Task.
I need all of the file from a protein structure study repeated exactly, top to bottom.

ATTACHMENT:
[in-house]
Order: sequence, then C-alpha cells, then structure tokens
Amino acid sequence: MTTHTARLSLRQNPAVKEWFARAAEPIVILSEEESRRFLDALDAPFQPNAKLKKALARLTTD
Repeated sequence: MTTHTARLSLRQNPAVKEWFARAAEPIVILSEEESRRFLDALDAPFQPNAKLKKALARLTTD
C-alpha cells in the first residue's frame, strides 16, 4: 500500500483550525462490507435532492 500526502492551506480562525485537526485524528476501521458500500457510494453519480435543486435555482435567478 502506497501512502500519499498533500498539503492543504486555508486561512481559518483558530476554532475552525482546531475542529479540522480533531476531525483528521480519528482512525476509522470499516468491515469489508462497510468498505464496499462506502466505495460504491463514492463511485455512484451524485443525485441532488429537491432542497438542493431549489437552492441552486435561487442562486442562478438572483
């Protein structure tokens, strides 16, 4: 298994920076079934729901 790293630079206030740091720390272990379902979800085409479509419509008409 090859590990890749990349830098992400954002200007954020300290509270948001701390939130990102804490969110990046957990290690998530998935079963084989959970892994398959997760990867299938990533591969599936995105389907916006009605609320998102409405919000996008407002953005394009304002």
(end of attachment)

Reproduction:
[in-house]
Order: sequence, then C-alpha cells, then structure tokens
Amino acid sequence: MTTHTARLSLRQNPAVKEWFARAAEPIVILSEEESRRFLDALDAPFQPNAKLKKALARLTTD
Repeated sequence: MTTHTARLSLRQNPAVKEWFARAAEPIVILSEEESRRFLDALDAPFQPNAKLKKALARLTTD
C-alpha cells in the first residue's frame, strides 16, 4: 500500500483550525462490507435532492 500526502492551506480562525485537526485524528476501521458500500457510494453519480435543486435555482435567478 502506497501512502500519499498533500498539503492543504486555508486561512481559518483558530476554532475552525482546531475542529479540522480533531476531525483528521480519528482512525476509522470499516468491515469489508462497510468498505464496499462506502466505495460504491463514492463511485455512484451524485443525485441532488429537491432542497438542493431549489437552492441552486435561487442562486442562478438572483
């Protein structure tokens, strides 16, 4: 298994920076079934729901 790293630079206030740091720390272990379902979800085409479509419509008409 090859590990890749990349830098992400954002200007954020300290509270948001701390939130990102804490969110990046957990290690998530998935079963084989959970892994398959997760990867299938990533591969599936995105389907916006009605609320998102409405919000996008407002953005394009304002």